Le Lude’s winemaker Paul Gerber assembles two non-vintage Bruts, blended each vintage for a house style. The fruit is primarily Robertson with some addendum out of Franschhoek. The first vintage was indeed 2012 and this chardonnay (80 per cent) plus pinot noir comes sweet herbal straight out of the riddle with a sultry, piqued spiciness. Already showing a hint of secondary notation by way of a honeyed nougat melted into the soft and delicate mousse. Still plenty of intensity and drive with citrus in whole represent by lime, fresh and juicy. Less red fruit (much, much less) and more white flower with the idea of yellow and green fruit. Stylish, persevering and precise. At 2.6 g/L it’s perfectly albeit sparsely seasoned and mature with Champagne confidence. Drink 2019-2027.  Tasted September 2018  leludemcc  @LeLudeMCC  @LeLudeMCC

L’Avenir Brut Méthode Cap Classique 2017, WO Stellenbosch, South Africa (Winery, WineAlign)

L’Avenir Estate’s Méthode Cap Classique is mainly pinotage with some chardonnay and arrives in the glass as a light and nearly delicate bubble. It’s a succulent, sweet rusty, lively enzymatic sparkling wine with an opinion and a plan of action. Pleasurable to sip from a definite MCC teachable moment. Drink 2018-2020.  Tasted September 2018  lavenir_wine_estate  selectwinemoments  @LAvenirWines  @SelectWinesTO  @LAvenirEstate  @SelectWinesCanada 

Genevieve Brut Blanc De Blancs Méthode Cap Classique 2014, WO Bot Rivier, South Africa (WineryWineAlign)

Genevieve is Cap Classique made by Melissa Nelsen and was first made in 2008, released in 2010. Now with 2014 the lees aging time is 48 months with total output in the 12,00-13,000 bottle range, up from the 5,000 of that first vintage. The goal is 20,000 in the very near future. It’s essentially blanc de blancs, 100 per cent chardonnay as a wise, calm, mature and elegant traditional method sparkling. Just lovely. Drink 2018-2021.  Tasted September 2018  #melissagenevievenelsen  @Genevieve_mcc  

Graham Beck Brut Zero 2012, Méthode Cap Classique,Robertson, South Africa (435453, $23.95, WineAlign)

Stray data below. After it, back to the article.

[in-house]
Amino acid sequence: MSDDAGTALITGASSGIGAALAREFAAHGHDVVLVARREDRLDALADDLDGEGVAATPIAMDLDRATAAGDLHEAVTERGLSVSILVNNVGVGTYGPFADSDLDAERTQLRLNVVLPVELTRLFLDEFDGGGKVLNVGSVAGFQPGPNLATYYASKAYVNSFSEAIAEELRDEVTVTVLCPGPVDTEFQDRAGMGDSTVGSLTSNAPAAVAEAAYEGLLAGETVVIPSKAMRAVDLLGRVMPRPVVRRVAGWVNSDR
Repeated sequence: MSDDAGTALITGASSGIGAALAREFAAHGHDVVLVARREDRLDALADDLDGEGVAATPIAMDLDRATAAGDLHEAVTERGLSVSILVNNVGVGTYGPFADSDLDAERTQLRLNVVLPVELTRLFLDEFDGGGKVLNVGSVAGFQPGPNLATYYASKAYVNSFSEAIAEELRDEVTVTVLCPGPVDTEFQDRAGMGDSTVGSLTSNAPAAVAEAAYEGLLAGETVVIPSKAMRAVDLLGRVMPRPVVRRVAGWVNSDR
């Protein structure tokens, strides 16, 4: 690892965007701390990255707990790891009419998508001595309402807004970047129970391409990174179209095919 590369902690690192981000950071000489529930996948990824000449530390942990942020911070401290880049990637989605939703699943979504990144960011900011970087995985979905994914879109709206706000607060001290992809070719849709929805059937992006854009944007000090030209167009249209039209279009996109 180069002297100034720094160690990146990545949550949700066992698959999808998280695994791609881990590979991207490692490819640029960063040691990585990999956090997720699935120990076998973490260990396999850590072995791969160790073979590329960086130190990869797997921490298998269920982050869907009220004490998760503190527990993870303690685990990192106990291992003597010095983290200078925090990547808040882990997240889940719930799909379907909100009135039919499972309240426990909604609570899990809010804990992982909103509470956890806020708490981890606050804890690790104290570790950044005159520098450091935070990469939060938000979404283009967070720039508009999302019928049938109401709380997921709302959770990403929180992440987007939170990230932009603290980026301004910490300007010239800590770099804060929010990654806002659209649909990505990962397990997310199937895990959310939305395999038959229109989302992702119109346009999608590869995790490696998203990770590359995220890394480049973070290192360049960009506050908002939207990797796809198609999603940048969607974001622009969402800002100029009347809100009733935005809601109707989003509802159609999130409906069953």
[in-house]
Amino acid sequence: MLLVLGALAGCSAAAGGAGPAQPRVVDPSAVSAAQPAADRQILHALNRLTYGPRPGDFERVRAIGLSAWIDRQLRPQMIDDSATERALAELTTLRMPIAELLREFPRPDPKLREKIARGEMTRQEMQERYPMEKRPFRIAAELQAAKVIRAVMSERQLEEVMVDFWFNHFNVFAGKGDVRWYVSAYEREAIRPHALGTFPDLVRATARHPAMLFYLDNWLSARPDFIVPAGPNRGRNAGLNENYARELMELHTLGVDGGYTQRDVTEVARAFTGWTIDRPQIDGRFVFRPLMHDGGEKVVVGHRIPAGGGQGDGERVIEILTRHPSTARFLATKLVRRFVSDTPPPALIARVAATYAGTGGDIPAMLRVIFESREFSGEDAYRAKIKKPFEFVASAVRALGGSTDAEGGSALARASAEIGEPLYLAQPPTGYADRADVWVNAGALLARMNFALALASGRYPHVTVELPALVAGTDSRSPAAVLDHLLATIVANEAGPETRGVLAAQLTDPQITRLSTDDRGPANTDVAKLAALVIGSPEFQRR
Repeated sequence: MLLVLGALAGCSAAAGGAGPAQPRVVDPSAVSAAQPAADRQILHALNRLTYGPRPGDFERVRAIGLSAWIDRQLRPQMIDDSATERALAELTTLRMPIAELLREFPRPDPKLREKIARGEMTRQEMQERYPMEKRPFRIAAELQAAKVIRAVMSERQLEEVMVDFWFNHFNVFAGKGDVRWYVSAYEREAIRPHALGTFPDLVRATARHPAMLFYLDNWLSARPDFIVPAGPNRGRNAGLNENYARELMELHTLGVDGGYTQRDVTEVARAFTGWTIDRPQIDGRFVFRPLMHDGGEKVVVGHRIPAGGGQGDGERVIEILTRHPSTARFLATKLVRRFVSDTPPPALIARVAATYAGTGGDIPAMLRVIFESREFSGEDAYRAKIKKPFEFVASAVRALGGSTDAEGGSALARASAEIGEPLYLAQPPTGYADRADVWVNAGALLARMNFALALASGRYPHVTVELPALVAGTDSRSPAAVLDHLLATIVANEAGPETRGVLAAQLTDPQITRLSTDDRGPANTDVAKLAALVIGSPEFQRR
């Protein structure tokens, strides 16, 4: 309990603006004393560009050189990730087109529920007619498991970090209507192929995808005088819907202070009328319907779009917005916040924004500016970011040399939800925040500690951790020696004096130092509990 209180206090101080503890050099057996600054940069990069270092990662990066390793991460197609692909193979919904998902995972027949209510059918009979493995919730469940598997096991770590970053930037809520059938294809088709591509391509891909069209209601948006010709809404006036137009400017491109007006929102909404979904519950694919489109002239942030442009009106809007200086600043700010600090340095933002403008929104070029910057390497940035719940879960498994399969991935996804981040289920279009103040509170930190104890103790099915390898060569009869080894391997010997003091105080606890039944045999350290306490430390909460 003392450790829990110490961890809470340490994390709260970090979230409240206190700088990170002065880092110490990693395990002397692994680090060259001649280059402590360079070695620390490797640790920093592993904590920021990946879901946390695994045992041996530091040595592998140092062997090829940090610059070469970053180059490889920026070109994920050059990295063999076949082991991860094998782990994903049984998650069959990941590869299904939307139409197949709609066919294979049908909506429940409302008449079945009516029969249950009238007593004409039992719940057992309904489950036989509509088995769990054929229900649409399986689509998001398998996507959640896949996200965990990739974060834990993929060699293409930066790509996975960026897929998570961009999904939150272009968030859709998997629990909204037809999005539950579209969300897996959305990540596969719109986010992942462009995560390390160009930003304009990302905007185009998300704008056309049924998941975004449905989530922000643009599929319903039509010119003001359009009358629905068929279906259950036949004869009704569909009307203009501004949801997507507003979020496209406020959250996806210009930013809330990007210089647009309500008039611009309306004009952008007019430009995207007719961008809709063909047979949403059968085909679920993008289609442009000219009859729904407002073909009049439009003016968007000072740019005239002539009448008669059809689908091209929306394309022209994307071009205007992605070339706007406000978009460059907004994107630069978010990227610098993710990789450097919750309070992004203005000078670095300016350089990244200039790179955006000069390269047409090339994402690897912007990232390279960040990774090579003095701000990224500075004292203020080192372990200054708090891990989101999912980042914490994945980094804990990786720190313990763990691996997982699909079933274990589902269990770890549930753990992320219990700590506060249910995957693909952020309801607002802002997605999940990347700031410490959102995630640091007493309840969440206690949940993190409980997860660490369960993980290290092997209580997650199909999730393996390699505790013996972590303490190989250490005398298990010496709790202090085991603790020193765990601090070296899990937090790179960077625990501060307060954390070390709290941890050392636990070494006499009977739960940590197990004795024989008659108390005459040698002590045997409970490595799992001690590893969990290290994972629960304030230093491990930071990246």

Slanghoek pinot noir (77 per cent) meets limestone-Robertson chardonnay for a driest of the dry sparkling wine that spent 60 months on the lees. Beck’s attack for the Brut Zero “is based on the philosophy of grower’s Champagne,” notes Pieter Ferreira and as such it surely ranks as one of the more mineral-toasty bubbles in the entire Cap Classique category. No sugar added during dosage allows the land to speak. There is a deeper intuition beyond flint-struck, something categorically chalky while delicate and flavour wise it’s simply limon-delicieux. The fineness is noted and the vintage too, from which the team saw enough to make use of the highest quality juice for a tête de cuvée wine. High ceiling for aging here. Drink 2018-2024.  Tasted September 2018

Wildehurst Méthode Cap Classique NV, WO Swartland, South Africa (Winery, WineAlign)

Sheree Nothangel’s sparkling Cap Classique is composed of chenin blanc and chardonnay (56/44), at 4 g/L dosage after 24 months on the lees. This is the third year of the program and the first stage speaks to a style that acts in delicasse incarnate. Just lovely and creamy in which lemon billows with elastic solids as curd and there is a real feel of fine lees. Though downy it too is lifted but not explosive by acidity. Drink 2018-2021.  Tasted September 2018  wildehurst  @WildehurstW  @wildehurst

Avondale Wines Armilla Blanc De Blanc 2011, Méthode Cap Classique, WO Paarl, South Africa (451930, $34.95, WineAlign)